Friday, June 22, 2012

Who’s who at the International Whaling Commission (IWC)

Although I’ve said before that I’m not really allowed to talk about what goes on at the meeting I’m in, I can give you some background information about who’s who at the meeting. First of all, those on the side of conservation.

At the moment Australia are leading the forces of light. This started a couple of years ago, and has a lot to do with Pete Garret, once of the band Midnight Oil, becoming the Australian environment minister. Garrett was particularly enthusiastic to be engaged in the whaling issue, and although Australia has always been a very active player at the IWC, they had more government support thanks to Garrett. New Zealand used to be the conservation heroes, but have gone very quiet in recent years, mostly because of a more conservative government and lack of funds. The UK is pretty active, although is a more subtle way – their Commissioners Richard and Trevor used to be like the Stephen Fry and Hugh Laurie of the Commission, being terribly polite, diplomatic, yet extremely sarcastic and very cutting. Sadly Richard has retired and the IWC meetings have got a lot less witty. Most of the European countries are pro-conservation, but these days the European nations have to have consensus and vote at international meetings as a block, and getting all of these countries to co-ordinate is, to say the least, a little difficult. Denmark is the problem child in Europe. Although a member of the European Union (in which killing whales and dolphins is banned), Denmark has dominion over Greenland and the Faeroes (part of Europe, but also separate, like the Puerto Rico and Samoa of Europe, but not as sunny, nor as good at sports), both of which have whaling/dolphin hunts. So, Denmark supports the hunts of marine mammals and is the sand in the ointment in the European delegation. Talking about the European countries I should highlight the Luxemburg delegation – they might be a small delegation, but they always know where the best restaurants and bars are. Various Latin American countries also work as a block: Chile, Argentina and Brazil are particularly active and passionate about whale conservation, and other Latin American countries try to back them up, although are often strapped for cash to send delegates to meetings.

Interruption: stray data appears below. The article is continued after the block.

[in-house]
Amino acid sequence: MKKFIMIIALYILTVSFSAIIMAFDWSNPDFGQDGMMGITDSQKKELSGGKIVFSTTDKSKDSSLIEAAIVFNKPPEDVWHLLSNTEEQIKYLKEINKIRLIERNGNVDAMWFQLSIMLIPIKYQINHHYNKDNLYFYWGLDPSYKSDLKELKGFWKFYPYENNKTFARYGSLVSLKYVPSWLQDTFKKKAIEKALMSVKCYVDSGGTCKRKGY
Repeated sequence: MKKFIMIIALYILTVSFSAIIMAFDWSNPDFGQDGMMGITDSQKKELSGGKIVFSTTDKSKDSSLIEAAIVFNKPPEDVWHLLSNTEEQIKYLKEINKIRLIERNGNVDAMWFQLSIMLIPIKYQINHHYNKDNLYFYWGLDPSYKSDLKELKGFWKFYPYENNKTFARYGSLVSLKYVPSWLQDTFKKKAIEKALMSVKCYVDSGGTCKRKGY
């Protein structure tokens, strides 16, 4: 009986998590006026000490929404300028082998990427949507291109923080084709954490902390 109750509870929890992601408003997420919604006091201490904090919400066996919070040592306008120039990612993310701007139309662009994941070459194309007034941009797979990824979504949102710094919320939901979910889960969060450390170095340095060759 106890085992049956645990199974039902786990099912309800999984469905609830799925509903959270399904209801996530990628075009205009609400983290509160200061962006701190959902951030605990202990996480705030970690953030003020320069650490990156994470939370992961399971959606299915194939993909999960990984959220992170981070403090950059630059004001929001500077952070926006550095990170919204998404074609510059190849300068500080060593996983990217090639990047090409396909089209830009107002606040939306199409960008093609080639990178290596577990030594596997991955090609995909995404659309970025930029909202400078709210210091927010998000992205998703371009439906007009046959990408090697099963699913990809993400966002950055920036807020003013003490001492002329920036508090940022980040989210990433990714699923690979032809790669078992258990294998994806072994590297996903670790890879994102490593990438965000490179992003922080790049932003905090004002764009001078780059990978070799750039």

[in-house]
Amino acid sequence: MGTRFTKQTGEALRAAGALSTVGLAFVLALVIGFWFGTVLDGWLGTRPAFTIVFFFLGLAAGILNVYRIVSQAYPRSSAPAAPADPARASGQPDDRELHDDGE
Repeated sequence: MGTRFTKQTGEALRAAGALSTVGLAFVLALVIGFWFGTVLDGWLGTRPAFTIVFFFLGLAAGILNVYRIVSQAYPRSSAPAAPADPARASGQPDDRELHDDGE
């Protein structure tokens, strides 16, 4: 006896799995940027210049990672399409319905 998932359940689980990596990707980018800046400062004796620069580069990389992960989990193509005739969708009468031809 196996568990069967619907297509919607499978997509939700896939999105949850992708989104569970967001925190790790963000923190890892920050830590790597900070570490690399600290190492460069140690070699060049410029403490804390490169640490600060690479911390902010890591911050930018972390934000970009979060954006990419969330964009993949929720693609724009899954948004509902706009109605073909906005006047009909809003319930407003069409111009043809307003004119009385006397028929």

Representing the dark side of the force, Japan is the main player, with Norway, Iceland (nb neither Iceland nor Norway are members of the European Union and so what I said above does not count for them), and Korea. A controversial aspect of the IWC is the number of small developing nations that have recently joined the IWC and vote with Japan on whaling issues. In 2010, a UK newspaper conducted a reporting ‘sting’ operating and filmed one of the delegates admitting having taken Japanese money in exchange for their vote at the IWC. The fact that the delegate in question was the vice-chair of the Commission caused huge scandal that year.

So where is  the US in this? Well the US is usually on the side of good, but it is a whaling nation (there is “aboriginal” whaling for bowhead whales in Alaska, as well as hunts for beluga and narwhals). Whenever it’s a year to discuss bowhead whale quotas, the US bends over backwards not to upset any whaling nations so they can get the bowhead whale quota for native Americans. Two years ago, the US led the charge to roll back the current whaling ban/moratorium in an extremely politically naïve attempt to “solve the whaling deadlock at the IWC once and for all”. The idea was that by allowing commercial whaling to resume, then the uncontrolled “scientific whaling” would stop. What the likely result would have been – commercial whaling with countries using “scientific whaling” to top up their quotas, and virtually no way to rein whaling in. Luckily the US initiative failed (thanks to the Latin American and European blocks), and the US commissioner who suggested this initiative has been “moved on”. Hopefully the US will be more conservation-focused this year, when it comes to the Commission meeting… let’s see.

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